Just as historians look back to 1979 and the election of Adrian Rogers as the beginning of what is now known as "The Conservative Resurgence," I believe future historians will look back at the election of Frank Page in 2006 as the beginning of what will one day be called "The Great Commission Resurgence."
Tuesday I gave a report to the Board of Directors of the Baptist General Convention of Oklahoma regarding the incredible upsurge of Cooperative Program giving from Southern Baptist churches in Oklahoma. Bob Shelton, BGCO Stewardship Director, has led our Oklahoma state churches to concentrate on getting back to giving 10% of undesignated receipts to the Cooperative Program. This past year, for every one dollar of undesignated giving to SBC churches in Oklahoma, 9.7 cents was forwarded to the Cooperative Program. That is an increase from 8.9 percent of every dollar the year before. The current national average is 6.4 percent. That means in a church with a one million dollar budget, if that church were from an Oklahoma Southern Baptist church, it would give on average $97,000 to the Cooperative Program. Likewise, if that same million dollar budget were in a church that was a non-Oklahoma Southern Baptist church, it would give on average $64,000 to the Cooperative Program. That is a very significant difference.
One of the great saxophonists of years past was once asked why his music was so much better than the average saxophonist. He replied, "If it ain't in your heart, it can't come out your horn." Until we actually place the Great Commission at the center of our purpose for cooperation, as Oklahoma churches are now doing, we will continually snipe at one another over non-essentials and fragment and splinter in dizzyingly different directions as a convention.
If we are to reach our goal of an additional 3,000 missionaries on the mission field in the next few years, it will only occur through increased CP dollars and intentional cooperation with churches and people who may not see eye to eye with us on tertiary matters. When CP giving increases, all the ministries of the SBC (the IMB, the seminaries, the North American Mission Board, state conventions, etc.) will prosper. The Baptist General Convention of Oklahoma has received through June 30th of this year $430,000 more in Cooperative Program fund receipts than our state CP budget. Last year the BGCO took in more than 2.5 million dollars in receipts than we budgeted. At the end of the fiscal year we immediately forwarded half of that 2.5 million dollars to the Executive Committee of the Southern Baptist Convention, which then forwarded it to our missions agencies, seminaries, and other national SBC ministries. When water in the harbor we call CP rises, all boats rise with it.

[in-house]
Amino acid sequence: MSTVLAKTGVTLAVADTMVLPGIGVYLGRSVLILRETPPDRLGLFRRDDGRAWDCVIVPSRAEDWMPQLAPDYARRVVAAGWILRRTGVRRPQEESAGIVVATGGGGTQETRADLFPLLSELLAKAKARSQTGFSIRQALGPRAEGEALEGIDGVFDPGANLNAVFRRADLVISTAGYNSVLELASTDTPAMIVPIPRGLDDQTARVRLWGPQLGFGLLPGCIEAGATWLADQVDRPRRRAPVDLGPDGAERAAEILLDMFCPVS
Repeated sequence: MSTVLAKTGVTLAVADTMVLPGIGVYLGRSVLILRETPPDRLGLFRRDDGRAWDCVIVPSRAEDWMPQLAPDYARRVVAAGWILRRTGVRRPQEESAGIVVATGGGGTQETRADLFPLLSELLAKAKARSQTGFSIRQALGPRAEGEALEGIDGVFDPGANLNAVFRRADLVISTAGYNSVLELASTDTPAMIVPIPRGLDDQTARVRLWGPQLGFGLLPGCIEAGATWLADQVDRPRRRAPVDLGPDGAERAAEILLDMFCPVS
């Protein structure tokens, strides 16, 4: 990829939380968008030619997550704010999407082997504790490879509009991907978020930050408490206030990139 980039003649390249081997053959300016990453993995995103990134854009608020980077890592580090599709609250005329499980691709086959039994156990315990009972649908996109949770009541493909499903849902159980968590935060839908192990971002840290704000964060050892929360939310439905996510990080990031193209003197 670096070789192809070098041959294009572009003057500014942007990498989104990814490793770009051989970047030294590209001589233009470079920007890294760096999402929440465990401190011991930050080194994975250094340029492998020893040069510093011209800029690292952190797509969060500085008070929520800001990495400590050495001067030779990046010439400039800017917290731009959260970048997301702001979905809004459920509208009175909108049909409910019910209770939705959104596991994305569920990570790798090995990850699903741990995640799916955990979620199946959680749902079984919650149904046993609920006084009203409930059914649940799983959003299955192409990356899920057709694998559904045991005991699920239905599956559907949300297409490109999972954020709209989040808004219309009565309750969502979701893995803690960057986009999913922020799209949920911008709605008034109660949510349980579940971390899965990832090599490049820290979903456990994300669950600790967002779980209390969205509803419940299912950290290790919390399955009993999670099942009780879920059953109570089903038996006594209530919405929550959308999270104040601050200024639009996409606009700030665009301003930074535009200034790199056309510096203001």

Cooperative Program dollars have been used in the state of Oklahoma in some incredible ways this past year. Our BGCO state offices keeps 60 percent of CP money sent to them from Oklahoma churches and forwards 40 percent to Nashville. Of that 40 percent sent to Nashville, the International Mission Board receives half, and the other agencies of the SBC divide the other half. We are working as a state to forward even more monies to our national agencies and in reality, due to our additional $1.25 million surplus gift last year, Oklahoma Southern Baptists gave almost 41 percent of our state Cooperative Program revenue to the national SBC agencies.